Athens' port of Piraeus is regaining its former glory as Chinese COSCO takes over.

View of the Piraeus Container Terminal, near Athens, Greece. REUTERS/Alkis Konstantinidis

Just by looking at the Greek coast, one can image how important ports have been there throughout antiquity.
Not only landmarks for trade between city-states, ports also served as tactical positions to defend from invaders.

Themistocles, one of the most prominent rulers of classic Athens after his election in 493 BC as Archon of the city, saw in the current location of Piraeus port a natural harbor with strategic potential, and thus orchestrated the transfer of Athens' fleet from its original harbor of Phaleron to Piraeus.

Athens' new harbor ushered in an expansion period that was marked by the construction of a port and the Themistoclean Walls.

This turned Piraeus into a dynamic military and commercial point, increasing Athens' naval capacity and contributing to the city state's most enlightened years.

The port played a major role during the Greco-Persian Wars, especially at the battle of Salamis, which was the first great naval battle documented in history and won by the Greeks.

More recently, in Greece's battle against the financial crisis, the start of the Greek government privatization plans in 2009 led the Piraeus Port Authority to lease two of its docks to Chinese logistics giant COSCO under a 35-year lease agreement in exchange for a yearly EUR100 million payment.

The port has great importance for the Chinese, as it is where the modern maritime Silk Road connects with its land route.

COSCO eventually took over the management of the Piraeus Port Authority, a turning point in Sino-Greek relations and expansion of China's influence in Eastern Europe.

According to the American Center for Strategic and International Studies, Chinese investment in Central and Eastern Europe reached USD9.4 billion over the 2016-2017 period.

Out of this amount, $4.9 billion went to non-EU members states Albania, Bosnia-Herzegovina, Macedonia, Montenegro and Serbia; although all of them are under joining negotiations.

Since COSCO's investments, the port has been expanded and upgraded with increased infrastructure capacity, including improved railway connection since 2013, which seems to responds to Chinese ambitions of reducing freight time between Asia and East Europe.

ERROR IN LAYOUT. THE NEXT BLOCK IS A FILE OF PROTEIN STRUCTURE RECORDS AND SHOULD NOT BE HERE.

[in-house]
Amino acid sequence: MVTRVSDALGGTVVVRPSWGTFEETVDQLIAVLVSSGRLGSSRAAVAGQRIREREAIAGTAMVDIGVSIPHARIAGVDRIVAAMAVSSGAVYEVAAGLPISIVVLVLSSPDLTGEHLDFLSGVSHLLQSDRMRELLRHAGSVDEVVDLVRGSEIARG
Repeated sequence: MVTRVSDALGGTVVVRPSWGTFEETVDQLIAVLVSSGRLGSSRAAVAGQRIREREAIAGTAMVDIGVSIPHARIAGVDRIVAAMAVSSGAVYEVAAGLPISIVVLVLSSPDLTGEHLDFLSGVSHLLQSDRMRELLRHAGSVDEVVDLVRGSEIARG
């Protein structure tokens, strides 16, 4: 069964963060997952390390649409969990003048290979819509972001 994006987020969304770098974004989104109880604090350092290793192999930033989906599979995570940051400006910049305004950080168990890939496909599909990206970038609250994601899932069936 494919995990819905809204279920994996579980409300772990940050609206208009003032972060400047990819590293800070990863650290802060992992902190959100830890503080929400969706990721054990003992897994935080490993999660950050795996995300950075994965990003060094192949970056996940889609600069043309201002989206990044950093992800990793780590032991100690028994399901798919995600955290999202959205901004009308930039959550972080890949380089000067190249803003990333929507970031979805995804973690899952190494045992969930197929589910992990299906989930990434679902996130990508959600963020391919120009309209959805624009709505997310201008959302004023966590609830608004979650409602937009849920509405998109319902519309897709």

With all this the port has been gaining prominence as an international hub for logistics. On Lloyd's List of Top 100 Container Ports from 2017, Piraeus is ranked 38th, with 3,736,644 TEUs (twenty-foot equivalent units) after a 12.2% increase.

In 2015 the port was ranked 44th, while in 2010 the position was 93rd.

Piraeus is today the third largest port in the Mediterranean after Spain's Algeciras and Valencia, ranked 28th and 29th respectively.

The port of Piraeus is now entering a new expansion phase with Greece ready to launch a tender for one of the biggest scale projects to be carried out at the port.

After this extraordinary increase in container handling, the Piraeus Port Authority's plans are targeting to raise the port's numbers in passenger traffic, which in 2017 stood at 15.5 million coastal passengers and 1 million cruise passengers.

With a funding budget of EUR170 million, the tender provides for the construction in the southern zone of the port of a new terminal that can accommodate four next-generation cruise liners simultaneously.

According to COSCO, its plans would be a step forward in setting Piraeus apart as a tourism destination. Increased capacity for cruise ships will be complemented by four new hotels close to the port and further advance the attractiveness of Greece for international tourists.

Though still on its way out of the crisis, Greece has avoided an even worse economic feat thanks to the tourism sector.

In 2017 the total contribution of the tourism sector to the GDP of the country was EUR 35 billion, 19.7% of the total.

It is expected to exceed 20% in 2018.

Thanks to the strategic alliance with COSCO, the port has gained new momentum.

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